To the students so fortunate as to possess cars, the parking situation must have assumed the character of one of those puzzles which induce painful frustration and deleterious introspection. They have been informed that the land behind the Business School is not available; they have been be-laboured by the sledgehammer subtleties of the Boston Press; and now the University has put the final touch of clarification to the matter by announcing again that nothing could be done, and by appending to its statement, as a sort of booby prize, the cheering remark that "the present arrangements for daytime parking will be continued."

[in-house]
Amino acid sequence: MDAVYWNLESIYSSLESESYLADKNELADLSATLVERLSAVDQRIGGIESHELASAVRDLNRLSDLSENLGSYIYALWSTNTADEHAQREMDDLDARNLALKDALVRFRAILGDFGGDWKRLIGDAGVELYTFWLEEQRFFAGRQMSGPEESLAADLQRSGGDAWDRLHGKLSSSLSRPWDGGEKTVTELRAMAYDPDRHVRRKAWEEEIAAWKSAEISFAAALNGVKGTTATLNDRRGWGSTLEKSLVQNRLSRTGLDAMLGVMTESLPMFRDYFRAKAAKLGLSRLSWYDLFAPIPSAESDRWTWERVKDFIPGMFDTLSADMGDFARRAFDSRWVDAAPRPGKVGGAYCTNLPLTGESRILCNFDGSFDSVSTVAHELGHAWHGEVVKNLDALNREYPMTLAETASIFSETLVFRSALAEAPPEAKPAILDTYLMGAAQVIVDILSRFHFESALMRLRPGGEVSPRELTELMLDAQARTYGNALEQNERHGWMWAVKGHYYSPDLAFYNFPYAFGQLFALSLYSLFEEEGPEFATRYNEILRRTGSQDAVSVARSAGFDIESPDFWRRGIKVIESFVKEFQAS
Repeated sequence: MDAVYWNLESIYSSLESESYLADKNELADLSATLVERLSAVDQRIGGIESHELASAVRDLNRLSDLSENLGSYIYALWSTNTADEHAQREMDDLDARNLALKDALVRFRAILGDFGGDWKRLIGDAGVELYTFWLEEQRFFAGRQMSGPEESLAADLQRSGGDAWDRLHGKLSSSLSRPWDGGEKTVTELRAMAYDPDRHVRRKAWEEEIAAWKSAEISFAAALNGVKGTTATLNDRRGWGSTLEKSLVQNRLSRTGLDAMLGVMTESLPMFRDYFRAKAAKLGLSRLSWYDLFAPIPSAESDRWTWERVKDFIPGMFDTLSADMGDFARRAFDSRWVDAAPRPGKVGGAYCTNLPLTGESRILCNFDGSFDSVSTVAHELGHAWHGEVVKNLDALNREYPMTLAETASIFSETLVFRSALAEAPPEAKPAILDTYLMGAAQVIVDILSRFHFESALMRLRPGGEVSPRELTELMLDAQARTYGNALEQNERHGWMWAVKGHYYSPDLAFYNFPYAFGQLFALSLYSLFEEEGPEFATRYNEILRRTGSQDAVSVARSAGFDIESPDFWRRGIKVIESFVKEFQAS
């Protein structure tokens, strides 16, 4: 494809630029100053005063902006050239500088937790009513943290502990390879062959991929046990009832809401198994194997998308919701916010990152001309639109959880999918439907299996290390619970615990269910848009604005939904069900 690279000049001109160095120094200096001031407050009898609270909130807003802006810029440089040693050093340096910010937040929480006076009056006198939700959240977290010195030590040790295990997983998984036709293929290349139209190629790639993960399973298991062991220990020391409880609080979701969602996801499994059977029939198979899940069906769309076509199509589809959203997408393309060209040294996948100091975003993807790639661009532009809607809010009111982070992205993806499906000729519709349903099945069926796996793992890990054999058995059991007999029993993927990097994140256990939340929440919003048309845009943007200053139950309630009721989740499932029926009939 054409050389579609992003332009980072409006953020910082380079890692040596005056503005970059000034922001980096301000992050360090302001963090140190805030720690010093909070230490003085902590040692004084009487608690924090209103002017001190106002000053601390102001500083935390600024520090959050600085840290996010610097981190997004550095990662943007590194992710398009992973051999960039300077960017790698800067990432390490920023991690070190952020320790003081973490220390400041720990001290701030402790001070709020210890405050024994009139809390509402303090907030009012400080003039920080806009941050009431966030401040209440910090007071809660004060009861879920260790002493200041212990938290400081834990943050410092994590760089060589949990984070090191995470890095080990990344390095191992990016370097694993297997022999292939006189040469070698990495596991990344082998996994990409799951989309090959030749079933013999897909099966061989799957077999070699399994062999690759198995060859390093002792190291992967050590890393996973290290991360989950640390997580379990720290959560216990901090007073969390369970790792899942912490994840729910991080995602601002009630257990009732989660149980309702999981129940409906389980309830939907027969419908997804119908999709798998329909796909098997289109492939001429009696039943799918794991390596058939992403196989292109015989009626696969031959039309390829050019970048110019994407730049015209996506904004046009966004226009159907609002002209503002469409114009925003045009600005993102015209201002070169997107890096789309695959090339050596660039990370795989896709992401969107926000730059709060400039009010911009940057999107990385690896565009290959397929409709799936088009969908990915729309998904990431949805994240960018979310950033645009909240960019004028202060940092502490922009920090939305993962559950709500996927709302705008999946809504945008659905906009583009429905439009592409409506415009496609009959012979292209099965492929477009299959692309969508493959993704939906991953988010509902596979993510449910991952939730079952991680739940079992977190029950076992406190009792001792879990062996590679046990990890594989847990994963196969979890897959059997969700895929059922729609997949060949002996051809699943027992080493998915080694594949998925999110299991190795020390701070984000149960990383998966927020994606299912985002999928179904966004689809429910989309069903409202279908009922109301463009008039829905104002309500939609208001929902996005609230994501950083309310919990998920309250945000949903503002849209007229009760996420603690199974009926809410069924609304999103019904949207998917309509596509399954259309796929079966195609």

The undergraduate owners of cars, of course, have a perfect right to expect cooperation from the University in the care of their chariots. Feasible plans for the erection of parking plots have been proposed; the expressed wish to spare garage owners is a sample of expedient altruism which is delectable but not very impressive. Most of the cars now in garages cannot be left in the night mists of Cambridge in any case; the older ones, which will gravitate to the lots, are now floating about alleys like shiny and disembodied ghosts, and bring revenue to no one but the benignant baboons of the local constabulary. The objection that such an innovation would represent a harmful access of unwonted luxury is absurd: the member of Adams House, who finds an exotic and almost tropical luxuriation of unmentionable facilities off the gold room, to the left of his dining hall, has good reason to wonder why the University declines to make more practical and less expensive arrangements for the convenience of its wards.